Conjugate semi-regular -cer verbs in Le Présent (present tense)

In French, to preserve the soft c in front of vowels a/o/u, we use ç.
This rule applies to verbs ending in -cer when they are conjugated.
In Présent indicatif, it only affects the nous form of the verb, because of the ending -ons.

Have a look at the verb LANCER (to throw) in Présent indicatif:

je

lance

tu

lances

il / elle / on     

lance

nous

lançons 

vous

lancez

ils/elles

lancent

Other -cer verbs include :

relancer (to throw back)
placer (to place)
commencer (to begin)
prononcer (to pronounce)
menacer (to threaten)
pincer (to pinch)
etc

Have a listen to these examples:

Je te menace.
I'm threatening you.

À quelle heure tu commences ?
What time do you start?

Mon fils pince souvent sa sœur.
My son often pinches his sister.

Nous lançons la balle.
We're throwing the ball.

Comment placez-vous vos invités ?
How are you seating your guests?

Ils sucent encore leur pouce.
They're still sucking their thumbs.

 

See also Conjugate semi-regular -ger verbs in Le Présent (present tense)

Learn more about these related French grammar topics

Examples and resources

Comment placez-vous vos invités ?
How are you seating your guests?



Ils sucent encore leur pouce.
They're still sucking their thumbs.


Nous lançons la balle.
We're throwing the ball.


Je te menace.
I'm threatening you.


Nous commençons à apprendre le français.
We begin to learn French.


Mon fils pince souvent sa sœur.
My son often pinches his sister.


À quelle heure tu commences ?
What time do you start?


Q&A

Brad

Kwiziq community member

17 January 2019

2 replies

Could you say "Ils sucent encore le pouce"?

In the lesson "Using le, la, les with body parts and clothing (definite articles)", the definite article is used instead of the possessive.

One of the examples in that lesson:

Ils ont les yeux fermésThey have their eyes closed

Following that example, we'd come up with "Ils sucent encore le pouce" instead of "Ils sucent encore leur pouce".

Cécile

Kwiziq language super star

20 January 2019

20/01/19

Hi Brad, 

The expression is ,

‘Sucer son pouce’,  which uses a possessive adjective

There are lots of expressions involving parts of the body which will sound strange in French as different from what is said in English.... but I am afraid that’s just how it is.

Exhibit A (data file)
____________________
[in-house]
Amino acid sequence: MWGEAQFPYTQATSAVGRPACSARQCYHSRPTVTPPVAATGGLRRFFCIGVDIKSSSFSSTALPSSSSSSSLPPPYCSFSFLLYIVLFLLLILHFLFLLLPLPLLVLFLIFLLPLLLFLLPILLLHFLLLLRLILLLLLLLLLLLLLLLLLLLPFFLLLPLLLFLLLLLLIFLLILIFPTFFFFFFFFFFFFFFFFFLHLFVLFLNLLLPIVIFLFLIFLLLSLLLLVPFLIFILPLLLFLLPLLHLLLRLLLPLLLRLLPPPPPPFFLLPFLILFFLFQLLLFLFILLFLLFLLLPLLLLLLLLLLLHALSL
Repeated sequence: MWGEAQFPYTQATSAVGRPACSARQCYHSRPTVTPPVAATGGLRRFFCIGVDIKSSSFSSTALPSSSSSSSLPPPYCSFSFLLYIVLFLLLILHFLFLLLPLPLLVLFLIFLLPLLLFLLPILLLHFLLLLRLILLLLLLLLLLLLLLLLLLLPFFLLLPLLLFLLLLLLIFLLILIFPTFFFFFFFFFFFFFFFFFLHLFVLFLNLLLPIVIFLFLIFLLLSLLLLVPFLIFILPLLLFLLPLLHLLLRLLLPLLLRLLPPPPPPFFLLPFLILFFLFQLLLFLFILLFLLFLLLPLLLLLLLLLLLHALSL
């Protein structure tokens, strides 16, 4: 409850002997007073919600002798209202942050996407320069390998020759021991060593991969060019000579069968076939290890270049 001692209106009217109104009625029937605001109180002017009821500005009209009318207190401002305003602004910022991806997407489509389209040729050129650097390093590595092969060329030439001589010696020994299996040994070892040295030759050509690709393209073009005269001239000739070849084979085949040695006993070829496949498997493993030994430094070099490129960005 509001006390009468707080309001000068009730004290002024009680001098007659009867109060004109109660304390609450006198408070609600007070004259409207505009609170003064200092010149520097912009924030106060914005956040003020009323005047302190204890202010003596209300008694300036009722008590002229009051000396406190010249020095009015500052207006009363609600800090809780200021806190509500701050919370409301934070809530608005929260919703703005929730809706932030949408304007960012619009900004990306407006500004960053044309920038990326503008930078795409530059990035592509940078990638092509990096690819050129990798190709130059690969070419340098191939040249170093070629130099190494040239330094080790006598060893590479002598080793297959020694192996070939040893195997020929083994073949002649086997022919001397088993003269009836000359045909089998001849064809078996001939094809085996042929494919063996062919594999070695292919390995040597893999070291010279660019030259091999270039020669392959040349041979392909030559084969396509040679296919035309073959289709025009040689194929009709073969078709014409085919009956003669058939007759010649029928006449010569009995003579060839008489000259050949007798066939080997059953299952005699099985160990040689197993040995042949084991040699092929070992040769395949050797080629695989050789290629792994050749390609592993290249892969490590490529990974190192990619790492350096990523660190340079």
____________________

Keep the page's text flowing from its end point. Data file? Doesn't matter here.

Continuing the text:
Brad

Kwiziq community member

23 January 2019

23/01/19

Thanks, Cécile. Good to know that this specific case is an exception to the general rule.

Pekka

Kwiziq community member

12 November 2018

2 replies

Ils sucent encore leur pouce?

why the singular pouce here and not the plural pouces, as they each have a thumb/pouce and not a mutual thumb, which they all would be sucking?

Pekka from Helsinki

Cécile

Kwiziq language super star

13 November 2018

13/11/18

Hi Pekka,

Interesting question!

It's probably because you can only suck one thumb at a time and that if you said in French,

Ils sucent encore leurs pouces -

it would indicate you they (ils) were sucking the other people's thumbs as well...

very odd ...

Hope this helps!

 

 

 

Pekka

Kwiziq community member

13 November 2018

13/11/18

Thanks and thumbs/ pouces up!

John

Kwiziq community member

23 October 2018

5 replies

What does je puis mean?

Chris

Kwiziq community member

23 October 2018

23/10/18

Je puis is actually incorrect. The correct form is:

Je peux. -- I can (the verb is an irregular from of pouvoir).

That said, if you form an inverted question, for example: "Can I help you?" you would say:

Puis-je vous aider? -- Can I help you? You might think it ought to be peux-je and not puis-je but that's where French is throwing yo a curve ball. That's just an exception you have to memorize.

Alan

Kwiziq community member

23 October 2018

23/10/18

I don't think you can say that "je puis" is incorrect, it's just a bit old-fashioned or formal. For example, you'll find Michel Barnier using this in some Brexit statements:

"Je parle au nom des 27 chefs d'Etat et de gouvernement, si je puis dire aussi au nom du Parlement européen, il y a unanimité du côté de l'UE pour que dans l'accord de retrait que je dois mettre sur la table (...) il y ait un règlement sérieux avec les Britanniques"

Chris

Kwiziq community member

23 October 2018

23/10/18

Here is what my French go-to native speaker says: "Jamais dans la vie courante. C'est d'un style très littéraire, ou ancien."

Tom

Kwiziq community member

23 October 2018

23/10/18

Hi Alan,

Je puis is certainly not incorrect and as you pointed out 'si je puis dire' is a very common expression.

I had a look through my electronic copy of "Le petit prince" by Antoine de Saint-Exupéry and every one of the numerous instances of 'I can' is rendered as 'Je puis' and none as 'Je peux'. This novella, voted the most popular book of the 20th century, with a recommended reading age starting from 9 years, can hardly be deemed either supremely literary or archaic.

Or perhaps it could be that these aristos cannot forgo their lofty language even when writing for children. ☺

Cécile

Kwiziq language super star

24 October 2018

24/10/18

Je puis is very formal and can sound pompous, you might  hear it said between friends for comical effects.

In some shops, someone might ask you "Puis-je vous aider?" which is the very formal way of adressing customers like,  "Que puis-je faire pour vous?".

In everyday life, you will say: 

Est-ce que je peux vous/t'aider?

Quest-ce que je peux faire pour vous/toi?

Hope this helps!

Thinking...